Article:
Linkedin boffins analysed their data and came to the conclusion that men are more network savvy than women.
Their measure of network savviness is a ratio of two other ratios.
“In the case of our data, there are several things relating to gender that could explain the results: seniority, job function, desire for the minority gender to connect with the majority gender (or stay close to the minority gender), etc.”
I’d like to refute this, to argue that women are better at building relationships and therefore are stronger networkers. However I’ve observed that women are more fearful of making contact, and often don’t seem to understand how it’s done. What’s true in the real world often gets amplified online.
Recently I was contacted by someone looking for an introduction as part of her job search. So far so good. I heard via my network that someone else was hired, but I didn’t hear back from her on how her meeting went or the outcome. I feel a little less likely to help her next time.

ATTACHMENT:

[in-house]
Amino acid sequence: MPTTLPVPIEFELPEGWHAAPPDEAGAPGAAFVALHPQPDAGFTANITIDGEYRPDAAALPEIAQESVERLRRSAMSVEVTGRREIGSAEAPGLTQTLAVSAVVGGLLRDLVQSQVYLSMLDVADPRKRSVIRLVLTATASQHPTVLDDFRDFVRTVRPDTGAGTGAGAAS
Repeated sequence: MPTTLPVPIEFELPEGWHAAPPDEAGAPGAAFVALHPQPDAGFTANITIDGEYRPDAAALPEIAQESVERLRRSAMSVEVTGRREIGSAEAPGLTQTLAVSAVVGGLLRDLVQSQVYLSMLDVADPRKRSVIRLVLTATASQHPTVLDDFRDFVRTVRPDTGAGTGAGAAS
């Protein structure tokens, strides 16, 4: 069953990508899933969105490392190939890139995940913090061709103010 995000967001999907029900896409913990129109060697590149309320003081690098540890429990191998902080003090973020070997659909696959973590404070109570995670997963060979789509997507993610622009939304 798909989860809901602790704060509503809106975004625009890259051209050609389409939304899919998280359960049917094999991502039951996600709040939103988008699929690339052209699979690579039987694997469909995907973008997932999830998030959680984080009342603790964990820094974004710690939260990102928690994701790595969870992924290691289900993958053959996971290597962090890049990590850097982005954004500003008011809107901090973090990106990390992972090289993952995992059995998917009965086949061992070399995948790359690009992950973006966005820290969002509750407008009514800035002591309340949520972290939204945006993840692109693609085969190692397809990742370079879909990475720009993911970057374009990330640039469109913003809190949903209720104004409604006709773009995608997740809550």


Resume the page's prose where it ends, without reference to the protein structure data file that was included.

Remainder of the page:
A friend who works in a similar field to me was applying at my company, I offered her the chance to meet me and some of my team. She seemed nervous, worried that it would be “cheating” to get that much inside information.
At a social event I met a young woman for the first time. Within about 4 minutes she’d asked me for a job. Which is networking suicide, yet if she’d asked to meet me for coffee and find out more about what my team do I’d have said yes.
I know that anecdotes are not the same as data but I see it again and again; women struggle to build and use their network. Yes I do see men who struggle as well, but perhaps one for every five equally qualified woman.
But the linkedin research offers some hope. those of both genders working in non traditional fields for their gender; so cosmetics for men and ranching for women, out-network the traditional gender.
(If you want to learn how to network the best, and simplest guide I’ve read to networking is chapter four of The Jelly Effect: How to Make Your Communication Stick.)